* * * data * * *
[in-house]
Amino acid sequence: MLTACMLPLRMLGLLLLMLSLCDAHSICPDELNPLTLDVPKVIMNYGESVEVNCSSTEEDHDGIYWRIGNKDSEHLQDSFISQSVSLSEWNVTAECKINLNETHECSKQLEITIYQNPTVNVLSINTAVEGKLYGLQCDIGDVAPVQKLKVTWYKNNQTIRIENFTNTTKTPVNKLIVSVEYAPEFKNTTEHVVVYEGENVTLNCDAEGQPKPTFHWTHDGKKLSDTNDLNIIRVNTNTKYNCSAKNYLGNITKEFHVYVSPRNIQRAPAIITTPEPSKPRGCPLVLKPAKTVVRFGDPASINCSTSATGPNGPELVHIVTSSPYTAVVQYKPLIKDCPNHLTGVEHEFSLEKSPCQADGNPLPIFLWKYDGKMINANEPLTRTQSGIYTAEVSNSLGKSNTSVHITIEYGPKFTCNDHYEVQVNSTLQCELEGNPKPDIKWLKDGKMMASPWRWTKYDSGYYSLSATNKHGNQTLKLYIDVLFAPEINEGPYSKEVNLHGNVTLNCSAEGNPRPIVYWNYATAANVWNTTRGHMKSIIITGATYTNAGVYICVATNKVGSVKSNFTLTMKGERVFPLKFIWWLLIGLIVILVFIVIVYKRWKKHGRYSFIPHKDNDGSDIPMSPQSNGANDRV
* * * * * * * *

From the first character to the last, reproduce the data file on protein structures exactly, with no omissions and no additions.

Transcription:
[in-house]
Amino acid sequence: MLTACMLPLRMLGLLLLMLSLCDAHSICPDELNPLTLDVPKVIMNYGESVEVNCSSTEEDHDGIYWRIGNKDSEHLQDSFISQSVSLSEWNVTAECKINLNETHECSKQLEITIYQNPTVNVLSINTAVEGKLYGLQCDIGDVAPVQKLKVTWYKNNQTIRIENFTNTTKTPVNKLIVSVEYAPEFKNTTEHVVVYEGENVTLNCDAEGQPKPTFHWTHDGKKLSDTNDLNIIRVNTNTKYNCSAKNYLGNITKEFHVYVSPRNIQRAPAIITTPEPSKPRGCPLVLKPAKTVVRFGDPASINCSTSATGPNGPELVHIVTSSPYTAVVQYKPLIKDCPNHLTGVEHEFSLEKSPCQADGNPLPIFLWKYDGKMINANEPLTRTQSGIYTAEVSNSLGKSNTSVHITIEYGPKFTCNDHYEVQVNSTLQCELEGNPKPDIKWLKDGKMMASPWRWTKYDSGYYSLSATNKHGNQTLKLYIDVLFAPEINEGPYSKEVNLHGNVTLNCSAEGNPRPIVYWNYATAANVWNTTRGHMKSIIITGATYTNAGVYICVATNKVGSVKSNFTLTMKGERVFPLKFIWWLLIGLIVILVFIVIVYKRWKKHGRYSFIPHKDNDGSDIPMSPQSNGANDRV